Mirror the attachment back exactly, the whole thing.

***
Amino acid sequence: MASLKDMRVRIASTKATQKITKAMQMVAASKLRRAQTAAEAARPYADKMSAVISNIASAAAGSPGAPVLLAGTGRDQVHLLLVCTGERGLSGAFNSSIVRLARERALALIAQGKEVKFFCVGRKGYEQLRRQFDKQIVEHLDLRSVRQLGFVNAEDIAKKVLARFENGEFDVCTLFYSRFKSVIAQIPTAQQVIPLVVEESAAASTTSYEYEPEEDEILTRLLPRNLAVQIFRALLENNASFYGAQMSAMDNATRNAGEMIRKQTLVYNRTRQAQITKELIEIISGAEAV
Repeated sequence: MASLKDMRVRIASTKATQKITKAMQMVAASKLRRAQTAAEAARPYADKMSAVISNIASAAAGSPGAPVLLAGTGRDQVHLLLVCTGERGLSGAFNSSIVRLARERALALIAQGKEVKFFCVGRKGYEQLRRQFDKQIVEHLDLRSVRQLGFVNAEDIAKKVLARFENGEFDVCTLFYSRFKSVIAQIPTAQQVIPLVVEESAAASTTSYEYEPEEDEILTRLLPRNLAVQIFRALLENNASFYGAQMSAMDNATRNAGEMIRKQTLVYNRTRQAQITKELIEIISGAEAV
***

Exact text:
Amino acid sequence: MASLKDMRVRIASTKATQKITKAMQMVAASKLRRAQTAAEAARPYADKMSAVISNIASAAAGSPGAPVLLAGTGRDQVHLLLVCTGERGLSGAFNSSIVRLARERALALIAQGKEVKFFCVGRKGYEQLRRQFDKQIVEHLDLRSVRQLGFVNAEDIAKKVLARFENGEFDVCTLFYSRFKSVIAQIPTAQQVIPLVVEESAAASTTSYEYEPEEDEILTRLLPRNLAVQIFRALLENNASFYGAQMSAMDNATRNAGEMIRKQTLVYNRTRQAQITKELIEIISGAEAV
Repeated sequence: MASLKDMRVRIASTKATQKITKAMQMVAASKLRRAQTAAEAARPYADKMSAVISNIASAAAGSPGAPVLLAGTGRDQVHLLLVCTGERGLSGAFNSSIVRLARERALALIAQGKEVKFFCVGRKGYEQLRRQFDKQIVEHLDLRSVRQLGFVNAEDIAKKVLARFENGEFDVCTLFYSRFKSVIAQIPTAQQVIPLVVEESAAASTTSYEYEPEEDEILTRLLPRNLAVQIFRALLENNASFYGAQMSAMDNATRNAGEMIRKQTLVYNRTRQAQITKELIEIISGAEAV